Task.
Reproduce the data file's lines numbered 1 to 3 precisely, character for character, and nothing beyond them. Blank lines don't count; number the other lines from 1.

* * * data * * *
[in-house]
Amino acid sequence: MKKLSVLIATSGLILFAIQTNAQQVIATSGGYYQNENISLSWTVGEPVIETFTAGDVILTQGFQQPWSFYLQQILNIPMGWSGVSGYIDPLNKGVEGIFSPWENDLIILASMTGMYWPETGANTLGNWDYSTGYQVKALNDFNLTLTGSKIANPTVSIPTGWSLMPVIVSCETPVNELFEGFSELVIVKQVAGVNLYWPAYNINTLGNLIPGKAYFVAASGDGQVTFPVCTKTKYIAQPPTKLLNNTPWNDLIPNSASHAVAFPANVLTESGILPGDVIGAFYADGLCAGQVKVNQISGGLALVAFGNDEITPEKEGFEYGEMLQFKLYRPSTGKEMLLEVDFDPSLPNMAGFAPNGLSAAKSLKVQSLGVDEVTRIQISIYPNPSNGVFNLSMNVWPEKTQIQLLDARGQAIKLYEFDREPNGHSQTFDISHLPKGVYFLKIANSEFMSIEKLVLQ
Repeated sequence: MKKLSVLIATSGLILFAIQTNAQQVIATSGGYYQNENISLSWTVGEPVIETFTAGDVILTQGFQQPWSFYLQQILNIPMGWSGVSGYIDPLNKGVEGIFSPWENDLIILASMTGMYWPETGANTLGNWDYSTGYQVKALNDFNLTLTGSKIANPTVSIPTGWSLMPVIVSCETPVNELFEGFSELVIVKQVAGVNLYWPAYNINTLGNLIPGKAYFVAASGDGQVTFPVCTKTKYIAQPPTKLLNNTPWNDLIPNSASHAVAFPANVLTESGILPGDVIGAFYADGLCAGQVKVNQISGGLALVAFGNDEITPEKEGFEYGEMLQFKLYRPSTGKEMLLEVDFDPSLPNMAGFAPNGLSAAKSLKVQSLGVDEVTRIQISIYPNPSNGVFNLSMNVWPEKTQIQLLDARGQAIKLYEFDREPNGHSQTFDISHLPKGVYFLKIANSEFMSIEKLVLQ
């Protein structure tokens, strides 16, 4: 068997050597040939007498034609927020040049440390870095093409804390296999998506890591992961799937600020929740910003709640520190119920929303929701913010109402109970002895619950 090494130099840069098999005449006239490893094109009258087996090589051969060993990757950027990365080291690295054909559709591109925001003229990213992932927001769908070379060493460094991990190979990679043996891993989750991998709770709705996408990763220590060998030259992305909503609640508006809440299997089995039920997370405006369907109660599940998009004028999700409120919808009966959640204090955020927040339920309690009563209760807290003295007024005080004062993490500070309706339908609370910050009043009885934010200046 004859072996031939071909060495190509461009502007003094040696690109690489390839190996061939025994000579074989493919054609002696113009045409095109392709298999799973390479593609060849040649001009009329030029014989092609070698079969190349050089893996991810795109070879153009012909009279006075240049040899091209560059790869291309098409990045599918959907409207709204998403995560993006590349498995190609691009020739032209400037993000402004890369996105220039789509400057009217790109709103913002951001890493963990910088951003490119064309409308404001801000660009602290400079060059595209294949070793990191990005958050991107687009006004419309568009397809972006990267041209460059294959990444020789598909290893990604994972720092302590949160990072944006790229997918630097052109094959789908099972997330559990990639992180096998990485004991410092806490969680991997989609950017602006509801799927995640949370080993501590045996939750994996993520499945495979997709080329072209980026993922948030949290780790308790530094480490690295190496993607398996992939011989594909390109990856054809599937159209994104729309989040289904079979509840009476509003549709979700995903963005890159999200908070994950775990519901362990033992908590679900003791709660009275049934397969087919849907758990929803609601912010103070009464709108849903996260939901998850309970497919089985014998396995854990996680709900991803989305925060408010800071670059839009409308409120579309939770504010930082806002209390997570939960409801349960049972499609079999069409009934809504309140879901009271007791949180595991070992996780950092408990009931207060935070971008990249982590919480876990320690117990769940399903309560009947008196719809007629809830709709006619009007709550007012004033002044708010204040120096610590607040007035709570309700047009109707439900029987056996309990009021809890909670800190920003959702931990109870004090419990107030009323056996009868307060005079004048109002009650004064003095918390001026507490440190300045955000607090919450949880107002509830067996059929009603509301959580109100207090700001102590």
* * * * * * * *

[in-house]
Amino acid sequence: MKKLSVLIATSGLILFAIQTNAQQVIATSGGYYQNENISLSWTVGEPVIETFTAGDVILTQGFQQPWSFYLQQILNIPMGWSGVSGYIDPLNKGVEGIFSPWENDLIILASMTGMYWPETGANTLGNWDYSTGYQVKALNDFNLTLTGSKIANPTVSIPTGWSLMPVIVSCETPVNELFEGFSELVIVKQVAGVNLYWPAYNINTLGNLIPGKAYFVAASGDGQVTFPVCTKTKYIAQPPTKLLNNTPWNDLIPNSASHAVAFPANVLTESGILPGDVIGAFYADGLCAGQVKVNQISGGLALVAFGNDEITPEKEGFEYGEMLQFKLYRPSTGKEMLLEVDFDPSLPNMAGFAPNGLSAAKSLKVQSLGVDEVTRIQISIYPNPSNGVFNLSMNVWPEKTQIQLLDARGQAIKLYEFDREPNGHSQTFDISHLPKGVYFLKIANSEFMSIEKLVLQ
Repeated sequence: MKKLSVLIATSGLILFAIQTNAQQVIATSGGYYQNENISLSWTVGEPVIETFTAGDVILTQGFQQPWSFYLQQILNIPMGWSGVSGYIDPLNKGVEGIFSPWENDLIILASMTGMYWPETGANTLGNWDYSTGYQVKALNDFNLTLTGSKIANPTVSIPTGWSLMPVIVSCETPVNELFEGFSELVIVKQVAGVNLYWPAYNINTLGNLIPGKAYFVAASGDGQVTFPVCTKTKYIAQPPTKLLNNTPWNDLIPNSASHAVAFPANVLTESGILPGDVIGAFYADGLCAGQVKVNQISGGLALVAFGNDEITPEKEGFEYGEMLQFKLYRPSTGKEMLLEVDFDPSLPNMAGFAPNGLSAAKSLKVQSLGVDEVTRIQISIYPNPSNGVFNLSMNVWPEKTQIQLLDARGQAIKLYEFDREPNGHSQTFDISHLPKGVYFLKIANSEFMSIEKLVLQ